SW: What are you hoping to accomplish and your overall goals when it comes to the new record?
HM: The music business is in such flux at this point in terms of there’s so many different kinds of approaches, like how can you make money off music now and how can you get your CD out. I think overall with the record we’re just going to have to try and find the best way to do this. I think we’re really striving to break the mold in terms of rock and pop. There’s going to be a rock fan base that’s going to enjoy listening to us, but how can we make something more mainstream?
I think people want to see not just some ‘80s retro style, but a resurgence in musicianship and melodic rock because there’s a void. It’s interesting that so many of my friends from high school come out to see the shows and hear older music being played like “Hysteria,” and it’s almost like a new genre for them. To an older crowd it might sound dated, but to a younger crowd it’s like a new genre that has been under the radar for 15 or 20 years, maybe more.
SW: There are newer bands that have come out in the last eight or so years that have that ‘80s feel, sound, look, but they tend to be really heavy and do the screaming thing and they can be really hard to get into. They all look the same, sound the same and they’re boring. What do you think?
HM: We’re trying to find that happy medium. We don’t want to be a band dressed in Halloween costumes playing retro music where it almost comes off as a joke. We want to have more of an updated look, and when you listen to the record I think it’s obviously influenced by that but it has more of a modern sound and production quality. We’re trying to create something new, and I think the further we move through it – whether it be upcoming albums – we’re gonna develop a unique sound and a unique look for ourselves where we can be something that hasn’t been heard before.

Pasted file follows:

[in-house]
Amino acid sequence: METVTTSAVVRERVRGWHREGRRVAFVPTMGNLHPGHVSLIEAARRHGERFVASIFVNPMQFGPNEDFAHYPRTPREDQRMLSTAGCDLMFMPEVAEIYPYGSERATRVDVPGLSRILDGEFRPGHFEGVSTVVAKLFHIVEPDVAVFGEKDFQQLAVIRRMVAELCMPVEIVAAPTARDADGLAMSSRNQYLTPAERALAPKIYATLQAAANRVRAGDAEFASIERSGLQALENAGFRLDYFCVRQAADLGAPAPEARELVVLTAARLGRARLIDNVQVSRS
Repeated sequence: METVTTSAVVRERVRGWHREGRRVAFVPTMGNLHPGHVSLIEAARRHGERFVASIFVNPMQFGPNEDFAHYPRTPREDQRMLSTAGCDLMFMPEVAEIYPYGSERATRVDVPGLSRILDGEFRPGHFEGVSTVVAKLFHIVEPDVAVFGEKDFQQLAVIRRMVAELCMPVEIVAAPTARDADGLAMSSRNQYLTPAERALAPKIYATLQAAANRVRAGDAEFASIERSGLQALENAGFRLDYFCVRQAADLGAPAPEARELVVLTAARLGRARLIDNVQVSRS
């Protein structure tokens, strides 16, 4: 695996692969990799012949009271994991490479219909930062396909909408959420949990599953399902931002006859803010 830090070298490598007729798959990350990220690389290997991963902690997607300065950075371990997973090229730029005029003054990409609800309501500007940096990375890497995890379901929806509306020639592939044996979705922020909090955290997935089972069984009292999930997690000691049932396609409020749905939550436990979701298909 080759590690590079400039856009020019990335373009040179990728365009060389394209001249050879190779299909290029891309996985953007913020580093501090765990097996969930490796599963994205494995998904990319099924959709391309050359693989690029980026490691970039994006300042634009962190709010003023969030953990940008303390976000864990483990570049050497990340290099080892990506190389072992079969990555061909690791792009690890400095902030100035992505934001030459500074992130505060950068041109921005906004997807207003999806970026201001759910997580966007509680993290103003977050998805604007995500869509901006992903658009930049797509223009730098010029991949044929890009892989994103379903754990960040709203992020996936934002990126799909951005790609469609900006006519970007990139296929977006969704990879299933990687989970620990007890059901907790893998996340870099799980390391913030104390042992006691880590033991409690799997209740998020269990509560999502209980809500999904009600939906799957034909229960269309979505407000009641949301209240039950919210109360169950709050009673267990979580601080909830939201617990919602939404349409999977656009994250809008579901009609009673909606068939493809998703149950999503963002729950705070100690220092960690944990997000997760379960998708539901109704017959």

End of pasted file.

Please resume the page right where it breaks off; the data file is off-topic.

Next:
SW: So, you do have a couple of tour dates going, but in general do you plan to extend throughout this year and travel a little bit?
HM: We did that little mini-tour of the Midwest, but we’ve only been together for a year so we’re definitely staying local. It’s so hard to build a fan base, especially because New York is such a great music scene it’s hard to get noticed. You have so many big acts passing through this area all the time that people are less willing to go out and see an unknown band because they can go out and see their favorites already. We’ve definitely been gaining some traction and we’d love to go out on a tour, so hopefully we can do that soon because we’ve played a few shows in Boston and Philadelphia. We’re definitely not afraid to travel.
SW: Talk a little about your influences. What got you into music?
HM: The first thing that really got my foot in the door is my family is super musical. When I was little and we were driving in the car, my parents were always making CDs with a bunch of music on it. My mom and dad actually met in a band. My mom actually played in the band Fiona, a relatively big late ‘80s band. I started getting into guitar when I was about 10, 11, 12 years old and my dad played the Randy Rhoads tribute album for me. When I heard that I really wanted to play guitar like that. So I started getting more into it, but the bug that really bit me was I heard “Round and Round” (Ratt) on the radio and I had never heard anything like that. So it’s like I said before, I had grown up in a world that had already existed but I hadn’t heard something like that, that awesome melodic rock, and from there it spiraled out of control. My first real album experience around that time, too, was Def Leppard’s “Hysteria,” so there’s another one for you.
SW: Harrison, thank you so much for taking some time to talk.
HM: Thank you. We have our single out on iTunes so people can check that out and all of our social media is Temptband. So Facebook, Twitter, Instagram, all that stuff and Temptband.com.